Both fighters and corners graciously shook hands after the fight. The referee took hold of the boxers center ring for the result. The ring announcer, standing in a neutral corner, revealed a 95-95, 98-92, 97-93 majority decision. Eager with anticipation, Escalante smiled, eyes bright, knees bent, and feet inching toward the announcer, looking like he would run across ring into the announcer’s arms if he heard his name as the winner. And heard his name he did. Surrounded by his team Escalante proudly put on his new IBA championship belt.
In the co-feature, San Francisco’s Jonathon Chicas, 12(5)-1, knocked out Rodolfo Armenta, 13(10)-12-1, of Los Mochis, Mexico, in the first round. Chicas, wearing the blue of El Salvador, continued his development into a more patient puncher from his earlier more aggressive days. Chicas dropped Armenta early with a straight, classic jab-cross combination. When the wobbly Armenta was allowed to continue, Chicas didn’t rush in wild for the knockout, but used his jab until he could land the uppercut that drove Armenta to the corner. Only then did he unleash, finishing the onslaught with a left hook that dropped Armenta hard, causing the ref to stop the fight without a count.
In an entertaining, though one-sided and often ugly, four round junior welterweight fight, Darwin Price, 4(2)-0, of St. Louis, Mo., and training out of Salinas, Ca., defeated Vicente Guzman, 0-3-1. To say Guzman boxes in a crude style is to insult those who hit people over the head with rocks and live in caves. But, he is very strong and comes to fight, even if his fighting is more mauling than anything else. The highly athletic Price, who has been spending time sparring with Marcos Maidana, is long and lean and has the makings of an elegant boxer.
In the first, Price did all the proper things when dealing with a bull rush. He jabbed hard, mix it with the cross and with rear uppercuts when Guzman got close. Price is an extremely accurate puncher and found a home for his right hand by bringing it around to the side of Guzman’s head. Guzman, grabbed, held, head locked, pushed his forearm in Price’s neck, he did what he does. By the end of the 2nd Guzman began to slow after taking repeat uppercut-hook and double jab right hand combinations . My notes of the final two rounds have Price landing too many combinations to list, though he did do a bit of grabbing and holding as well.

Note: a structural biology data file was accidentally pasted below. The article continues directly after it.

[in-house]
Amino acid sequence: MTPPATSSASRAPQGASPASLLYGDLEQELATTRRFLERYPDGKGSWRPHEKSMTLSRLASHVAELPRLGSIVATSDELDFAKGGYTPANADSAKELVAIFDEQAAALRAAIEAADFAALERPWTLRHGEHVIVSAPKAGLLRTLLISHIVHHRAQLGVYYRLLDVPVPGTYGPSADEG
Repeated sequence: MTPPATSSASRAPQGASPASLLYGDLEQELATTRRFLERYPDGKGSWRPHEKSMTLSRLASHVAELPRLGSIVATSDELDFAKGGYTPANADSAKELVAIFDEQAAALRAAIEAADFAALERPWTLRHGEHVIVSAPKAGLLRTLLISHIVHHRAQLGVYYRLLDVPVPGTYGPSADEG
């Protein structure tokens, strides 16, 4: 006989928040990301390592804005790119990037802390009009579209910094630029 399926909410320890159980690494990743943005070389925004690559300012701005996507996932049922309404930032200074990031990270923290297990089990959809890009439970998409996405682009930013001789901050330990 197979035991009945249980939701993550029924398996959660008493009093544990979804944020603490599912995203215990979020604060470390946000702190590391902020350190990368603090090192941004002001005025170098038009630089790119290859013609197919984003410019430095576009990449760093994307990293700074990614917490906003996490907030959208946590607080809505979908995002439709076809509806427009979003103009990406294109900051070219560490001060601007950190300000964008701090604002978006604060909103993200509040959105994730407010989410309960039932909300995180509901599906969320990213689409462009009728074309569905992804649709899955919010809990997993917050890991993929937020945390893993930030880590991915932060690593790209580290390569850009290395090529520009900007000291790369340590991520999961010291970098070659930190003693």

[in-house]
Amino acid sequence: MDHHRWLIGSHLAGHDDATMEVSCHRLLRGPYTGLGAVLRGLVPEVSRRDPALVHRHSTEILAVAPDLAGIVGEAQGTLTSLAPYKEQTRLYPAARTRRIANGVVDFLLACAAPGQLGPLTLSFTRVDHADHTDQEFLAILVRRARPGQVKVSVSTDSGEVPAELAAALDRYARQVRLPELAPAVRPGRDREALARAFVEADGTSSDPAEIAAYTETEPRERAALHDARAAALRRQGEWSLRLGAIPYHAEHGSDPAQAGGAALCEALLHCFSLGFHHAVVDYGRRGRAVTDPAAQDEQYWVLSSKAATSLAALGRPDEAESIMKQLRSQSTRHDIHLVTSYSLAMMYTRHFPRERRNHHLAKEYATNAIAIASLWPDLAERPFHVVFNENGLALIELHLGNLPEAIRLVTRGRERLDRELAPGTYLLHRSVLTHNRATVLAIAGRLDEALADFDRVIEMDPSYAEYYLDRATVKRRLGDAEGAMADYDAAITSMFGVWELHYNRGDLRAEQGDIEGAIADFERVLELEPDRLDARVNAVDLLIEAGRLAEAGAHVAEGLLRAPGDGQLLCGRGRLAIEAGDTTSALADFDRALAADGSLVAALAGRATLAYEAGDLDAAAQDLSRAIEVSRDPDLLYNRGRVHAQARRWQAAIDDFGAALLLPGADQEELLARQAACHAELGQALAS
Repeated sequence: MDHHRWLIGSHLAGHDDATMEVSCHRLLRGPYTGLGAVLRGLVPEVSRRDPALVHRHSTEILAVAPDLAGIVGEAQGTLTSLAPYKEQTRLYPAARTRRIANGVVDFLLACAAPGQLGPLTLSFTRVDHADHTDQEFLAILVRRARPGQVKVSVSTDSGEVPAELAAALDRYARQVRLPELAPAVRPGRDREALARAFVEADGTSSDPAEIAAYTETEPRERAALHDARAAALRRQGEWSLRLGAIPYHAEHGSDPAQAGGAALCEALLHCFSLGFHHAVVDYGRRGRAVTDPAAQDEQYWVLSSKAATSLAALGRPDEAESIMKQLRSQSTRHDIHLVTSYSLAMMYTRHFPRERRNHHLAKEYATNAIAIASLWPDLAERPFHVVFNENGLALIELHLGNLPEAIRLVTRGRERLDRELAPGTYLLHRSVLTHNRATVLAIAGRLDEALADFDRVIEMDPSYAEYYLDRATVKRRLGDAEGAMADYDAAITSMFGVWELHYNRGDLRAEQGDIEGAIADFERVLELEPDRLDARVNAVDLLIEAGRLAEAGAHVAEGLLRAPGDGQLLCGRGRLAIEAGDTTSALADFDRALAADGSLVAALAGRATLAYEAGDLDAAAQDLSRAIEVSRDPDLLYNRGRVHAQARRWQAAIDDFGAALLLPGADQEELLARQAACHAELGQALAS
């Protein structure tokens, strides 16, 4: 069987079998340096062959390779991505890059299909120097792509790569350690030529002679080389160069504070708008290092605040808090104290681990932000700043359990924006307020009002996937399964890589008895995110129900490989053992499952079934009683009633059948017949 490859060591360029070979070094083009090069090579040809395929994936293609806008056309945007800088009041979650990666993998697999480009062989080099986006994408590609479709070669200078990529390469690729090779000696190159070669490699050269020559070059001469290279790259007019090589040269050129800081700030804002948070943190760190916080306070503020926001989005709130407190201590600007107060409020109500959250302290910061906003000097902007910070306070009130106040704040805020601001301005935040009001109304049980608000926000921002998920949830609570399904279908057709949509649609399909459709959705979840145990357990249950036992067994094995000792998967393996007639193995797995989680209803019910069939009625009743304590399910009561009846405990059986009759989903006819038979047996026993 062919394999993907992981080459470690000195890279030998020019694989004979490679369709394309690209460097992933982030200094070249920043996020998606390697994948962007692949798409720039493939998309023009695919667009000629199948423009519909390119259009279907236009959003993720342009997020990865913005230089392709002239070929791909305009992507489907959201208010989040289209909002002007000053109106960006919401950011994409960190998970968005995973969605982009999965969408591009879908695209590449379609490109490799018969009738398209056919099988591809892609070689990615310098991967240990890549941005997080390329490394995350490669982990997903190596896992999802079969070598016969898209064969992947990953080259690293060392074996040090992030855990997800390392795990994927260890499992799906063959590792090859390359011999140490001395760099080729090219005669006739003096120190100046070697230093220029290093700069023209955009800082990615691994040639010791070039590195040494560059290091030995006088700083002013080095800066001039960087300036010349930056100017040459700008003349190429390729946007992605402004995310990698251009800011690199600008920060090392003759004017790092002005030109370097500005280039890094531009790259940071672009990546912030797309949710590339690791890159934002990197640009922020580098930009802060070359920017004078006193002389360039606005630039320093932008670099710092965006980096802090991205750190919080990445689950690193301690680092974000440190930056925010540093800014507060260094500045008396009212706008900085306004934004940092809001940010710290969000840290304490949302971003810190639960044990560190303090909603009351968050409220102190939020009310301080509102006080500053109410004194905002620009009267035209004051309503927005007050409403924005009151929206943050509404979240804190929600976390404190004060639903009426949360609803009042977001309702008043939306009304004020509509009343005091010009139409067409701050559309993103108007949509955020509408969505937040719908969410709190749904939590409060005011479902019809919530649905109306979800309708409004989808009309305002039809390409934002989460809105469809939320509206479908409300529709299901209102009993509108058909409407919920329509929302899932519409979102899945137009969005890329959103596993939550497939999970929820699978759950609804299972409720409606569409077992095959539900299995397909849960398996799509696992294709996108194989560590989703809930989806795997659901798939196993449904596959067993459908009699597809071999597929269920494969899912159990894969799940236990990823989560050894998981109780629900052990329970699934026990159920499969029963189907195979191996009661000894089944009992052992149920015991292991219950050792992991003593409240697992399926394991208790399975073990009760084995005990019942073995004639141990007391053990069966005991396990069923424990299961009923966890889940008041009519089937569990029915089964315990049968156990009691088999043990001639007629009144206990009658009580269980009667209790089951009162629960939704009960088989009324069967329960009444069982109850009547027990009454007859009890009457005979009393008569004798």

Price’s preschool age daughters did not want to wait to hear the across the board 40-36 decision. They climbed the ring steps to see their dad, one with her thumb in her mouth and the other with her stuffed animal dog tucked safely away in its carrying case. By the fourth round of the following bout, they got their wish and were sitting in their daddy’s lap ringside.
Junior lightweight and former amateur standout from San Jose, Ca., Andy Vences, 6(2)-0, entered the ring in gold and black tiger stripe trunks and with plenty of support from his fans armed with camera phones recording his fight. He faced southpaw Victor Capaceta, 3(2)-5-3, of Tijuana, Mexico. Vences spent the first two rounds standing strong in the center of the ring and looking to land hard punches, as both counters and surprise leads. Capaceta touched Vences, but not with any mustard that required Vences to take serious notice. Vences was faster, stronger and with far better technique. Vences was surprising inactive in the third, but returned to form in the 4th to go on to winning a UD.
Returning to action following a brutal knockout loss, San Francisco junior middleweight Ricard Pinell, 6(5)-1-1, went back to winning, knocking out Arturo Brambila, 9(4)-21-2, at 2:55 of the 2nd round.
Jabbing and circling clockwise for almost the entire fight, San Jose light heavyweight Tony Johnson, 7(2)-0, survived a first round knee buckling right hand and lots of looks of disdain from Sinoloa’s Alfredo Contreras, 13(5)-17-2, boxing his way to a 58-56 UD.
Welterweight Chris Batista, 1-0, of Medera, Ca. won his pro debut over, Venito Salazar, 0-1.